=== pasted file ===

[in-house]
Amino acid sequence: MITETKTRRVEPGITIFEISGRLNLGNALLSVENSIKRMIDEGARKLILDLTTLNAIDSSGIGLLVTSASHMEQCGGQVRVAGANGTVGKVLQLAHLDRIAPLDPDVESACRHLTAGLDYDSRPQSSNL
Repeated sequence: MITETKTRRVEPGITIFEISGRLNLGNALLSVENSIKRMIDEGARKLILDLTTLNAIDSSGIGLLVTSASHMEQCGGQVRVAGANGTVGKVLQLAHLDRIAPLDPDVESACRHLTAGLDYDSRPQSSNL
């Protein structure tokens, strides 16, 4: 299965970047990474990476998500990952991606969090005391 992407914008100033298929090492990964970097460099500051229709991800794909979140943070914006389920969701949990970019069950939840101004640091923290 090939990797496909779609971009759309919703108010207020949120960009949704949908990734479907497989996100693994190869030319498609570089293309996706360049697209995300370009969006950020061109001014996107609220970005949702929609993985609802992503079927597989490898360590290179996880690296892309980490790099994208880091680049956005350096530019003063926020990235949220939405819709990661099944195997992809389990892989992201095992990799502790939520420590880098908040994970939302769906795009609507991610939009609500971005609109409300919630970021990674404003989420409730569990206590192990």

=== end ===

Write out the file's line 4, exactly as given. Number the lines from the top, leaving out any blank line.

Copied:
């Protein structure tokens, strides 16, 4: 299965970047990474990476998500990952991606969090005391 992407914008100033298929090492990964970097460099500051229709991800794909979140943070914006389920969701949990970019069950939840101004640091923290 090939990797496909779609971009759309919703108010207020949120960009949704949908990734479907497989996100693994190869030319498609570089293309996706360049697209995300370009969006950020061109001014996107609220970005949702929609993985609802992503079927597989490898360590290179996880690296892309980490790099994208880091680049956005350096530019003063926020990235949220939405819709990661099944195997992809389990892989992201095992990799502790939520420590880098908040994970939302769906795009609507991610939009609500971005609109409300919630970021990674404003989420409730569990206590192990």